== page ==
In ordinary English, ‘to evaluate’ means to determine something’s worth or value. Or it can mean weigh the parameters as they apply to a situation and determine what course to take. You want to visit your friend, but he leaves in a rough part of town. You weigh the pleasure of visiting your friend vs the dangers to you. Given your circumstances, you may decide one way or another.
You might think, ‘Well, I haven’t seen him in a while, and I’m really rough and tough, am licensed to carry a gun and look like a sasquatch. I think I might go see him” Or you might say, “I’m a short, thin person, can’t defend myself, and there’s just been a rash of mugging where my friend lives. Maybe it’s not worth it.”
In algebra, the term evaluate is similar but has a more specific application. You are determining the value of an expression. Value is like worth, or weighing risk vs. benefits, but it has a specific numerical value. As mathematicians are, ironically, fond of simplifying, evaluation means to simplify an abstract expression down to a single set of numerical values. This is done in the application of formulas all the time.
D = M/V
Density equals mass divided by volume. So if you have an object that weighs 14 kg and its volume is 30 liters, it’s density will be .47 kg/cm^3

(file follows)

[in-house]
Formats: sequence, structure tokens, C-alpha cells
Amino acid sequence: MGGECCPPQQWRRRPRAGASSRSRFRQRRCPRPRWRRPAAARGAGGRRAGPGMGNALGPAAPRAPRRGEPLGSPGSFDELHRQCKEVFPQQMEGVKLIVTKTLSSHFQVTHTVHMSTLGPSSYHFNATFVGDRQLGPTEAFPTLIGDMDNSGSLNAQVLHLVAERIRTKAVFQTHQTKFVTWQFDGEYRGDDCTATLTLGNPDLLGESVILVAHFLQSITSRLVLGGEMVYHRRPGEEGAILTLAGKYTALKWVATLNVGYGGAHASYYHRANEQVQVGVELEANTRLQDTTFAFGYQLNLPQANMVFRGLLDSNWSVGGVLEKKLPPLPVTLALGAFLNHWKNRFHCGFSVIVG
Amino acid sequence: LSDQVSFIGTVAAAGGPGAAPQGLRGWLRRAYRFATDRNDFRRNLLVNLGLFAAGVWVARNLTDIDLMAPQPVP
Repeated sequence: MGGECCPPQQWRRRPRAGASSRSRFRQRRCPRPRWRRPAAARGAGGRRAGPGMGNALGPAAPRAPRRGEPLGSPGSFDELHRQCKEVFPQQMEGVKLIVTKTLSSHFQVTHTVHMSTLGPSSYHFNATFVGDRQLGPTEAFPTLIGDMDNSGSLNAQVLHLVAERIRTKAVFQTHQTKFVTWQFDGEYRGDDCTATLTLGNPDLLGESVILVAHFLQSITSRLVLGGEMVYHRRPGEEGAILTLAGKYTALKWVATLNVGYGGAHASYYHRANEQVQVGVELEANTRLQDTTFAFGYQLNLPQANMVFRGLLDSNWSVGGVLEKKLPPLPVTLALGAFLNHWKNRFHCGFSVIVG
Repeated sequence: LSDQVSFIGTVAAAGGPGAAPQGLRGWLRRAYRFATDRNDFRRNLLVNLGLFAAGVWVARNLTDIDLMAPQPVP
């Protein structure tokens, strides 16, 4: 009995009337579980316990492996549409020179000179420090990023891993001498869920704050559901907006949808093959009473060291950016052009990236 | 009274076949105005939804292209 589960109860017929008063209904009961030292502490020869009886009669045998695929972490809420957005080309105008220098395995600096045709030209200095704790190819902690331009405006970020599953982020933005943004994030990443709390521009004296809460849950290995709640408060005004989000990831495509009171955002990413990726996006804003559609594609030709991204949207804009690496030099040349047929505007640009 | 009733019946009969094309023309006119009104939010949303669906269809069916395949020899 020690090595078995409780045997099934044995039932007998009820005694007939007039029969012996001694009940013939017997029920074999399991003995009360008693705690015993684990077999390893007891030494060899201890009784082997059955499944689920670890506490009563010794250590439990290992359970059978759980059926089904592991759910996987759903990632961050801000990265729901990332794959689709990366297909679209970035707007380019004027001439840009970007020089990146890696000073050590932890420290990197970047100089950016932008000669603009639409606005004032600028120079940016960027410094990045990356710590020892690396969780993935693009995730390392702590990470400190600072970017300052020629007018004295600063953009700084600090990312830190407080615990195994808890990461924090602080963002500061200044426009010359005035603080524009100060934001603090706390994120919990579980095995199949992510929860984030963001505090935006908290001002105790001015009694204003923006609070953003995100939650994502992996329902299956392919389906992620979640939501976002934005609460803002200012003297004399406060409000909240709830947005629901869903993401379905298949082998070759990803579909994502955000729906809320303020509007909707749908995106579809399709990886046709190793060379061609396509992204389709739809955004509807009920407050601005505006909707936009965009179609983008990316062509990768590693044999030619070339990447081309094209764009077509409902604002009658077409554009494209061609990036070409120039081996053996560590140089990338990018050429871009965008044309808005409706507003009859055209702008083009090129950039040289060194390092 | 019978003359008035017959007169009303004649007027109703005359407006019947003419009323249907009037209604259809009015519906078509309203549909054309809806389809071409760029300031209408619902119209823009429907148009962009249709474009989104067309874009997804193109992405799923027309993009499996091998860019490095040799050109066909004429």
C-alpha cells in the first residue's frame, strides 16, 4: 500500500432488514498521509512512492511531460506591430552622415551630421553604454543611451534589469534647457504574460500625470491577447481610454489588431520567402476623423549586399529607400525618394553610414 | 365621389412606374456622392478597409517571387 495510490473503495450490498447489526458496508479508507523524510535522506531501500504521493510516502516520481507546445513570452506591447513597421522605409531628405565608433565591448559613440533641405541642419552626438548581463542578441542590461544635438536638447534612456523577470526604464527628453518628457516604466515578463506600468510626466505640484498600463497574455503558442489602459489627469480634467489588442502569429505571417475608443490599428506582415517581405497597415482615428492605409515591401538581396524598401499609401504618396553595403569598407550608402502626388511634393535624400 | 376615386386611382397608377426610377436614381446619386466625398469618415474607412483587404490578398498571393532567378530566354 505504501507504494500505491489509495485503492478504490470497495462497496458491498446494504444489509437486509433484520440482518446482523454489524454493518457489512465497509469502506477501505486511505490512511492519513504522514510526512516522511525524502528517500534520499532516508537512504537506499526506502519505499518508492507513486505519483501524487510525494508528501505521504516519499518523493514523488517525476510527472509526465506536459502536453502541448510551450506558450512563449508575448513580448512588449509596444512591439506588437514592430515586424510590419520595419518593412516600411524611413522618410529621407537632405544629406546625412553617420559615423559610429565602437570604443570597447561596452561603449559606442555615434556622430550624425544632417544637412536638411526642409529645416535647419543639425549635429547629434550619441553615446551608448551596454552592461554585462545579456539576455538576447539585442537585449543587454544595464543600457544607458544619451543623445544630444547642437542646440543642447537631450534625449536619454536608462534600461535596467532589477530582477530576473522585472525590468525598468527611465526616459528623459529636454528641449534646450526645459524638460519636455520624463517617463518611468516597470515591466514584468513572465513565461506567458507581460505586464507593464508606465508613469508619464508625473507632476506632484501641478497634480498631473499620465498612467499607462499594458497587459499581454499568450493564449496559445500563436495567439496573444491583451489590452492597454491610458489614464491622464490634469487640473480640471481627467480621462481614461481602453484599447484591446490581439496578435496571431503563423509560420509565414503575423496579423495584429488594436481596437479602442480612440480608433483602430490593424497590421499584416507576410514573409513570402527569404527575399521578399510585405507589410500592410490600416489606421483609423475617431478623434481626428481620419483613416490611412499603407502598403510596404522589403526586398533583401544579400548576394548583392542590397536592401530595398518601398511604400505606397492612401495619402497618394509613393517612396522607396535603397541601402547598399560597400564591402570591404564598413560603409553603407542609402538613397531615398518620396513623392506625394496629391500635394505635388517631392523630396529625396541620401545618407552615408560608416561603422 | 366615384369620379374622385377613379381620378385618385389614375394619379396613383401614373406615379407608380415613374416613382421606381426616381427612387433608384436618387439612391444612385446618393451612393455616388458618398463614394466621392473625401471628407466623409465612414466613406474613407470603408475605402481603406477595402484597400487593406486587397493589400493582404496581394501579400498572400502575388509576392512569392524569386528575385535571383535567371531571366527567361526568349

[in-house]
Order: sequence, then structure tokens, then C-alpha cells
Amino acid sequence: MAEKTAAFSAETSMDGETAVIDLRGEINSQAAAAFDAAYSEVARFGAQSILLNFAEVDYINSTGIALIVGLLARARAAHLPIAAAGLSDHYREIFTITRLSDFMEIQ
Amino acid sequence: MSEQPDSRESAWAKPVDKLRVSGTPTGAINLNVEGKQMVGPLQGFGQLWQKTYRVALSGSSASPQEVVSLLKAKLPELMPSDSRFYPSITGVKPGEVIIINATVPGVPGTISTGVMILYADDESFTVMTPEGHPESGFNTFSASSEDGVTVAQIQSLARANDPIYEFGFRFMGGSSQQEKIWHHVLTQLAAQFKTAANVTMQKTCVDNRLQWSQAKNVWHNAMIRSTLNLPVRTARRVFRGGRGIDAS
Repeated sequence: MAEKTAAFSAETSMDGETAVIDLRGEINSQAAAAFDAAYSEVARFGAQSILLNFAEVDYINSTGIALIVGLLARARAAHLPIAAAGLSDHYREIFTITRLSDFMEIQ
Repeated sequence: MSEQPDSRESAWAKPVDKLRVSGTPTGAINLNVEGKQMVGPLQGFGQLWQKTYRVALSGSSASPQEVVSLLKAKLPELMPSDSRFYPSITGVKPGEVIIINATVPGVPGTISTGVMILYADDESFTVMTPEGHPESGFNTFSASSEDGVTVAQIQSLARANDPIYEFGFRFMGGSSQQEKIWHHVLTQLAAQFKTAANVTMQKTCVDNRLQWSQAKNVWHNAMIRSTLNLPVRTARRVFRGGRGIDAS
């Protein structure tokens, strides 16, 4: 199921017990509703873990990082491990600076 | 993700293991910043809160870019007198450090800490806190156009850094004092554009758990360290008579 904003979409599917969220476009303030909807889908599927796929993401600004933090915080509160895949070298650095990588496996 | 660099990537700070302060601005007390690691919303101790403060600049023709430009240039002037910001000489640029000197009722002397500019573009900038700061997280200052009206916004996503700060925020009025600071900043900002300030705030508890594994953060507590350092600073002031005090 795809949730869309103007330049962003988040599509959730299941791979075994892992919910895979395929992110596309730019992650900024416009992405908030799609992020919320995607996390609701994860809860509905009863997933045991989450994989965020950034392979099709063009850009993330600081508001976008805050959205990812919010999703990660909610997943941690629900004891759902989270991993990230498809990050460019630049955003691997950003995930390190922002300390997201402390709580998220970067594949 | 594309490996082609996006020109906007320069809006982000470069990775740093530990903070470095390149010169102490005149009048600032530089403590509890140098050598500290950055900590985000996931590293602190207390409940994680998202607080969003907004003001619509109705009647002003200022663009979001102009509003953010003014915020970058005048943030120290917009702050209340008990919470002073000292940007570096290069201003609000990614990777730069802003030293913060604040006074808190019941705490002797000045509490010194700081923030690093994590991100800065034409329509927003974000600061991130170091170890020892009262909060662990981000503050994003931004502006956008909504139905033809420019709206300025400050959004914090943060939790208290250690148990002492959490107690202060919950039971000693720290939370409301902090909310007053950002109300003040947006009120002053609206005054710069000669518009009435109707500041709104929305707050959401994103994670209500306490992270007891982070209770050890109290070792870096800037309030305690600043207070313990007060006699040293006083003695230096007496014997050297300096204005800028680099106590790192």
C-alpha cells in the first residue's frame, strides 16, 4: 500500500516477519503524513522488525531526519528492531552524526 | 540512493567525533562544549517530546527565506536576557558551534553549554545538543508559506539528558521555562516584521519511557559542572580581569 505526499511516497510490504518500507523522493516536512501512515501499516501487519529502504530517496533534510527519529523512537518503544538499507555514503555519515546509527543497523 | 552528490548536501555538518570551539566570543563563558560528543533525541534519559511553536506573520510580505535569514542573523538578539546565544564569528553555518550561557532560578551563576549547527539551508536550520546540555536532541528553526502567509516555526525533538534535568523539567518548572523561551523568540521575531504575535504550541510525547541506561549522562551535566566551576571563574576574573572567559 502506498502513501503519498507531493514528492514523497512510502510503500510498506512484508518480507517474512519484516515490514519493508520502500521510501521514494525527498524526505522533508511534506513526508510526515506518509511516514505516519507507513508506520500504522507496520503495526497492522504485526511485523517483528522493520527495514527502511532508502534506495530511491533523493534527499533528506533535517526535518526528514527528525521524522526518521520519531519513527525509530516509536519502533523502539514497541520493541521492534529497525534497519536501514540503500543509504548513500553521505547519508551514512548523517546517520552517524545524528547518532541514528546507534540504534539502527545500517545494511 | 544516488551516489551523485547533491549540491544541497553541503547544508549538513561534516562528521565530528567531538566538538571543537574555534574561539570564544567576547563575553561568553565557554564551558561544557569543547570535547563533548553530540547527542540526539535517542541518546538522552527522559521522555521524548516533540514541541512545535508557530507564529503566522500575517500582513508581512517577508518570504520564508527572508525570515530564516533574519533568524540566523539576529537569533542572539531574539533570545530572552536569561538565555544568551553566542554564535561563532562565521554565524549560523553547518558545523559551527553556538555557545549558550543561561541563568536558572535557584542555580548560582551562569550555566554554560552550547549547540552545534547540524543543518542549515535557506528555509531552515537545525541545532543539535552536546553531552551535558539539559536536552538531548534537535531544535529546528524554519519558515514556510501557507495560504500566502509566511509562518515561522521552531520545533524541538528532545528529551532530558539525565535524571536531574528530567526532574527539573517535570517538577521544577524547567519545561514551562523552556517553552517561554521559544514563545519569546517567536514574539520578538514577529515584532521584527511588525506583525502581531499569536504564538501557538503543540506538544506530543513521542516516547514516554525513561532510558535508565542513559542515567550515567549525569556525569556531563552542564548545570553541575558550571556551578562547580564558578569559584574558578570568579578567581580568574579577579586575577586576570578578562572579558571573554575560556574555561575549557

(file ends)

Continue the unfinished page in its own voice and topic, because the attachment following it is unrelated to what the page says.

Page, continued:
Thus, the abstract formula is “simplified” to a specific concrete example.
The practical value of this is obvious, as most of the time, whether in electrical work, determining tire pressure, or how long a trip will take, we put specific values into an abstract equation. This is known as “plugging in” a value.
Plugging in a value and then you chug along to find the answer. That was fairly straightforward in the example I gave.
However, if you have minus signs, uh, oh.
Evaluate: -a^2b – c + d for a = -2, b = 3, c = -5, and d =8
There are minuses in the specific numbers to plug in and minuses in the expression. To keep track, I put everything in parentheses.
-(-2)^2)(3) –(-5) + (8)
Then I follow PEMDAS (Parentheses, exponents, multiplication/division, addition/subtraction.)
So, we get -2 squared, which is 4, then we minus that, which is -4; times that by 3, which gives us -12. Then we subtract –(-5), doing the multiplication first which makes it +5. Think of a minus sign as multiplying by -1.
Thus we have -12+5+8.
Going from left to right, we get 1. (Applause!).
Let’s suppose you have an example like this:
Evaluate (a +b) squared for a = -5, b = 3, c= -8, and d = 13
Remember PEMDAS! You do parentheses before you do exponents. So you first add -5 to 3 and get -2, which you then square to get 4. You don’t go -5 squared plus 3 squared, and get 25 + 9, which gives you 34, the wrong answer. Never drive left of center.
Also, note that there was no c or d in the expression. They often give you more information than you need to see if you sort it out to get the information you do need.
I hope you had fun with this. Those who don’t need any more help can stay after class and clean the erasers.
Dr. Fred Young